ConocoPhillips (NYSE:COP) laid out a clear blueprint a few years ago to create value for its shareholders. That strategy has worked better than the company anticipated, which was evident in its second-quarter earnings report, where it posted excellent results once again. Here are three pleasantly surprising numbers from that report:

1. Production: 1.211 million barrels of oil equivalent per day 

Heading into the second quarter, ConocoPhillips anticipated that it would produce between 1.17 million to 1.21 million barrels of oil equivalent per day (BOE/D), which would be down from the first quarter's average of 1.224 million BOE/D due to scheduled maintenance. However, the company's production for the quarter surprised on the upside, coming in just above the high end of its range. That was thanks to strong results from its big-three shale plays (Bakken, Eagle Ford, and the Permian Basin), where output surged 37% year over year. Overall, production from those three regions averaged 300,000 BOE/D, which was "significantly ahead of schedule," according to the company, thanks to strong drilling results.

An oil pump with the sun bursting behind it.

Image source: Getty Images.

By producing at the high end of its range, ConocoPhillips was able to increase output 5% year over year after adjusting for asset sales. Meanwhile, on a debt-adjusted share basis, which takes into account changes in its debt level and the share count, production rose a stunning 34% year over year thanks to the impact of its stock buyback and debt repayment.

2. Adjusted earnings: $1.09 per share

Given ConocoPhillips' production guidance range heading into the quarter, analysts expected the company to earn an adjusted $1.08 per share, which would have been an improvement from its strong first-quarter showing even though it expected production to slip. The company, however, unveiled a pleasant surprise by posting $1.09 in adjusted EPS, and $1.3 billion in total.

Three factors powered the company's expectation-beating result: Production came in just above the high end of its guidance range, it kept a tight lid on costs even though oil prices rose sharply during the quarter, and it repurchased $600 million in shares (about $100 million more than the first quarter).

Just as impressive was cash flow, which came in at $3.16 billion during the quarter. That provided the company with enough to fund $2 billion in capital expenditures, pay about $300 million in dividends, and repurchase $600 million in stock, with room to spare. The company used that excess, along with cash on its balance sheet, to pay off $2.1 billion in debt, enabling the oil giant to achieve its target level 18 months ahead of schedule.

oil rig at night

Image source: Getty Images.

3. Full-year production guidance: 1.225 million to 1.255 million BOE/D

Last fall, ConocoPhillips unveiled its three-year operating plan. The company said that it would invest $5.5 billion per year on developing new oil and gas projects, which it could fund, along with its dividend, with the cash flows generated on $50 oil. But with crude oil currently above $65 a barrel, the company is adjusting that plan, and now expects to spend $6 billion on capex this year. Driving the boost is higher-than-budgeted activity from some of its partners, thanks to higher oil prices.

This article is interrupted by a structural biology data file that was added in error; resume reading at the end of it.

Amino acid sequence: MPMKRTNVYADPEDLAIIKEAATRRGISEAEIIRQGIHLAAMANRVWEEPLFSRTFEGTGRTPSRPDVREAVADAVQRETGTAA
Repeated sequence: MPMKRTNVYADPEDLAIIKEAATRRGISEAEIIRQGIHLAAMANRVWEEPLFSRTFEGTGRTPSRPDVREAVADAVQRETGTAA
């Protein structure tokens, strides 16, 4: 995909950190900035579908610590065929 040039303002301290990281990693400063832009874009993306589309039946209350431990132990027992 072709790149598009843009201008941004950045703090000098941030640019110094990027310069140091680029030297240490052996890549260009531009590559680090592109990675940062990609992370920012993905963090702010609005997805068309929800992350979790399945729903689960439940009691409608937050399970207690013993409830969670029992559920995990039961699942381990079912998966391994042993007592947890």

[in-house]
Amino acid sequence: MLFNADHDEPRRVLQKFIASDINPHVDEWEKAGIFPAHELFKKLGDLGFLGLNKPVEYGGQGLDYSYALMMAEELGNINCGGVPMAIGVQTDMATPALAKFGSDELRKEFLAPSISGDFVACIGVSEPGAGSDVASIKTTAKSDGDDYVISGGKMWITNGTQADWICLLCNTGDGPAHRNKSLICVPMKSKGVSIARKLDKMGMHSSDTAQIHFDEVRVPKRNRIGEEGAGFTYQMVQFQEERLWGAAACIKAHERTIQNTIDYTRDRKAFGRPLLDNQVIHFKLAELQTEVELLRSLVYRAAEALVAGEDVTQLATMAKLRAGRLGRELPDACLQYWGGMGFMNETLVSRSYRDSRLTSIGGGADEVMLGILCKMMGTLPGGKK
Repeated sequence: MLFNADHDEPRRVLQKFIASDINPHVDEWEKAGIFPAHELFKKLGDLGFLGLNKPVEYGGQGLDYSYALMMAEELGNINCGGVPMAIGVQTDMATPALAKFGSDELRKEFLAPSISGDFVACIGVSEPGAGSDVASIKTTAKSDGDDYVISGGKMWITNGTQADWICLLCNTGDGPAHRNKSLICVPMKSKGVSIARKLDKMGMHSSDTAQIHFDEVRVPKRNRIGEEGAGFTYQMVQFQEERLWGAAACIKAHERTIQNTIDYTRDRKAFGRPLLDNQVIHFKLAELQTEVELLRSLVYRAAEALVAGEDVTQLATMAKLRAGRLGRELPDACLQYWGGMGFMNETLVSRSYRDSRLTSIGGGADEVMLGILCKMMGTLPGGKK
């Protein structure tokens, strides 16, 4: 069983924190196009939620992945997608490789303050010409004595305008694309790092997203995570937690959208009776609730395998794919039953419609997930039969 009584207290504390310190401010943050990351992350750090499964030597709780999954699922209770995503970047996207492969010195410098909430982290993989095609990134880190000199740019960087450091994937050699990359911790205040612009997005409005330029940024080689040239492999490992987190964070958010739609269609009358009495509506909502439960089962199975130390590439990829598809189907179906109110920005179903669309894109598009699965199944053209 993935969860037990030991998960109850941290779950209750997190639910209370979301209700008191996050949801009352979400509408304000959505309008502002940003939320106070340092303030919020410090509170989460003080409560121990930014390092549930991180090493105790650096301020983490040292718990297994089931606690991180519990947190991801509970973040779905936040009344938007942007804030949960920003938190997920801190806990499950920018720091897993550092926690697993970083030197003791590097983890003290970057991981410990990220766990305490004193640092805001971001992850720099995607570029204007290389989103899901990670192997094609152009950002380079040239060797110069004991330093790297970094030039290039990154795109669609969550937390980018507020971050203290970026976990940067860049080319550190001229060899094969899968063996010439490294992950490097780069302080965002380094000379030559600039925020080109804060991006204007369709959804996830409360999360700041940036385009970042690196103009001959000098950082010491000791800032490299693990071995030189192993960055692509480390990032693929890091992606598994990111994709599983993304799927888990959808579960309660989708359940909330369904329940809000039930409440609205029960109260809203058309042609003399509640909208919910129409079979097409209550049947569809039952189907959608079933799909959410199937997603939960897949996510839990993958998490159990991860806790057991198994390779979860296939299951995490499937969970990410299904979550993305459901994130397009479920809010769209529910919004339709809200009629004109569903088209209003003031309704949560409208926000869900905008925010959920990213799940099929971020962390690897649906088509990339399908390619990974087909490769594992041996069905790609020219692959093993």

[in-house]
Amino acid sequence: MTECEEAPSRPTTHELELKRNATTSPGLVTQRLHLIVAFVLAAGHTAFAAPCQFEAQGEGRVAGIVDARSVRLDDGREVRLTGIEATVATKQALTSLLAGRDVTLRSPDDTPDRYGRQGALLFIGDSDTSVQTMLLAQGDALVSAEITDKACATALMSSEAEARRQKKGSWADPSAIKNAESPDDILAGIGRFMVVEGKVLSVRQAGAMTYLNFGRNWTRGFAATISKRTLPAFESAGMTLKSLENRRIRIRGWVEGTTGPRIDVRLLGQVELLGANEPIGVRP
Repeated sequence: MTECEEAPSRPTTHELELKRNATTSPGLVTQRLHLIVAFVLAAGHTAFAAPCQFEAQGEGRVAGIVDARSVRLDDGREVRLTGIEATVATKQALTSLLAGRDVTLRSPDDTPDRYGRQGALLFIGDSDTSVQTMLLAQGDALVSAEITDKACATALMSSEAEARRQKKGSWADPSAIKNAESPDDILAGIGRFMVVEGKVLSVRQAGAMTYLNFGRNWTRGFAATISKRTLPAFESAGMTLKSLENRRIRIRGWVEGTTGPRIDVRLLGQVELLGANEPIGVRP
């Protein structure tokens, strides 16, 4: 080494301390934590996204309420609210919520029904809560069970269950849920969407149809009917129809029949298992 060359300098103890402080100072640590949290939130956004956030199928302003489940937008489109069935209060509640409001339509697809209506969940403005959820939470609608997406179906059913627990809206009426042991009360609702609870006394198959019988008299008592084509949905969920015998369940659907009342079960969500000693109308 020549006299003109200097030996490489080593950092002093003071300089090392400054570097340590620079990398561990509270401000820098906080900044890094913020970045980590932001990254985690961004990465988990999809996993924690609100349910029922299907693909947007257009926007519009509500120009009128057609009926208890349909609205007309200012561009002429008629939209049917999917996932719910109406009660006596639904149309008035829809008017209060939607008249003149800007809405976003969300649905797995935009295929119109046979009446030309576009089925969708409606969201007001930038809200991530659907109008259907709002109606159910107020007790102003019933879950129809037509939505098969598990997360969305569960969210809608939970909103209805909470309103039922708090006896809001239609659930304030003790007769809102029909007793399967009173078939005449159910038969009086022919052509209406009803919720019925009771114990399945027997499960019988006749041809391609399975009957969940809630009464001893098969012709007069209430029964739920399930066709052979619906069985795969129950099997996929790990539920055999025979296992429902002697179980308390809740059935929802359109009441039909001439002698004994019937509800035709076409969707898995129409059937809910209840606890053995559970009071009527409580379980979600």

One of the benefits of the budget increase is that ConocoPhillips now expects production to average between 1.225 million and 1.255 million BOE/D, up from its initial forecast of 1.2 million to 1.24 million BOE/D this year. Also factoring into the increased production outlook is the stronger performance across several of its operating areas -- including the big three -- as well as the acquisition of Anadarko Petroleum's (NYSE:APC) interest in the Western North Slope of Alaska. That puts the company on pace to boost output by 5.5% at the midpoint of its guidance range versus last year's average, after adjusting for asset sales.

Meanwhile, it's possible that output could come in even higher because the company recently announced an asset swap with BP (NYSE:BP). Under the terms of the deal, ConocoPhillips will sell its 16.5% interest in the Clair field in the North Sea to BP in exchange for its 39.2% interest in the Greater Kuparuk area of Alaska. With the Clair interest only producing 3,000 BOE/D in 2017, while Kuparuk's output averaged 38,000 BOE/D, ConocoPhillips stands to see a small uptick from this deal when it closes.

All set to keep growing value

ConocoPhillips has been one of the hottest oil stocks in the S&P 500 this year thanks to its strategy to increase shareholder value over production. That outperformance appears ready to continue, given the company's brighter outlook and the fact that it expects to buy back even more stock in the coming years. Those factors make it one of the top oil stocks to buy these days.

 

Matthew DiLallo owns shares of ConocoPhillips. The Motley Fool has no position in any of the stocks mentioned. The Motley Fool has a disclosure policy.